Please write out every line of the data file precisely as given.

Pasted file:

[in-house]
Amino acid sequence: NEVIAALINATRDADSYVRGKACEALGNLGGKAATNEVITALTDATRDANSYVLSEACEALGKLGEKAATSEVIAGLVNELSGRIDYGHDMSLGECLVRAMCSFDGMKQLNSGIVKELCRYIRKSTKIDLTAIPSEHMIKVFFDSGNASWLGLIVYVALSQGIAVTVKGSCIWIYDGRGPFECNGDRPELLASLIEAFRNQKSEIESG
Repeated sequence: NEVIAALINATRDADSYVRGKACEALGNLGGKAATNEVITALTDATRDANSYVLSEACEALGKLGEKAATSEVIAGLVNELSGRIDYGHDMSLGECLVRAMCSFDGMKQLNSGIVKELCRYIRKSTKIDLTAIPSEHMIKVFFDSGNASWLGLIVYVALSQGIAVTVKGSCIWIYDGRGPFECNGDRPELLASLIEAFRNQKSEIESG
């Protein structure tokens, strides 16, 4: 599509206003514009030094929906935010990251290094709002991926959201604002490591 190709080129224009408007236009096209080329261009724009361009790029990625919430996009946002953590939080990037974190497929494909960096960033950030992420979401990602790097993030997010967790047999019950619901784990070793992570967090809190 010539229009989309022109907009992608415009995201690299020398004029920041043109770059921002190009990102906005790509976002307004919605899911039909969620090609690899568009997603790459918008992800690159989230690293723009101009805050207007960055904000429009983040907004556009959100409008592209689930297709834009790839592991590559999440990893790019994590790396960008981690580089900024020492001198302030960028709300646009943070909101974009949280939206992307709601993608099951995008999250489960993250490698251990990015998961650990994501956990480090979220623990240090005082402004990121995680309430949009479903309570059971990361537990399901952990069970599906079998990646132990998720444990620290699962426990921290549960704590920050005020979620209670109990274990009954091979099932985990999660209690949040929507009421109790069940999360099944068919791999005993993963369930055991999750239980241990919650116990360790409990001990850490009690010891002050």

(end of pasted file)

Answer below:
[in-house]
Amino acid sequence: NEVIAALINATRDADSYVRGKACEALGNLGGKAATNEVITALTDATRDANSYVLSEACEALGKLGEKAATSEVIAGLVNELSGRIDYGHDMSLGECLVRAMCSFDGMKQLNSGIVKELCRYIRKSTKIDLTAIPSEHMIKVFFDSGNASWLGLIVYVALSQGIAVTVKGSCIWIYDGRGPFECNGDRPELLASLIEAFRNQKSEIESG
Repeated sequence: NEVIAALINATRDADSYVRGKACEALGNLGGKAATNEVITALTDATRDANSYVLSEACEALGKLGEKAATSEVIAGLVNELSGRIDYGHDMSLGECLVRAMCSFDGMKQLNSGIVKELCRYIRKSTKIDLTAIPSEHMIKVFFDSGNASWLGLIVYVALSQGIAVTVKGSCIWIYDGRGPFECNGDRPELLASLIEAFRNQKSEIESG
């Protein structure tokens, strides 16, 4: 599509206003514009030094929906935010990251290094709002991926959201604002490591 190709080129224009408007236009096209080329261009724009361009790029990625919430996009946002953590939080990037974190497929494909960096960033950030992420979401990602790097993030997010967790047999019950619901784990070793992570967090809190 010539229009989309022109907009992608415009995201690299020398004029920041043109770059921002190009990102906005790509976002307004919605899911039909969620090609690899568009997603790459918008992800690159989230690293723009101009805050207007960055904000429009983040907004556009959100409008592209689930297709834009790839592991590559999440990893790019994590790396960008981690580089900024020492001198302030960028709300646009943070909101974009949280939206992307709601993608099951995008999250489960993250490698251990990015998961650990994501956990480090979220623990240090005082402004990121995680309430949009479903309570059971990361537990399901952990069970599906079998990646132990998720444990620290699962426990921290549960704590920050005020979620209670109990274990009954091979099932985990999660209690949040929507009421109790069940999360099944068919791999005993993963369930055991999750239980241990919650116990360790409990001990850490009690010891002050």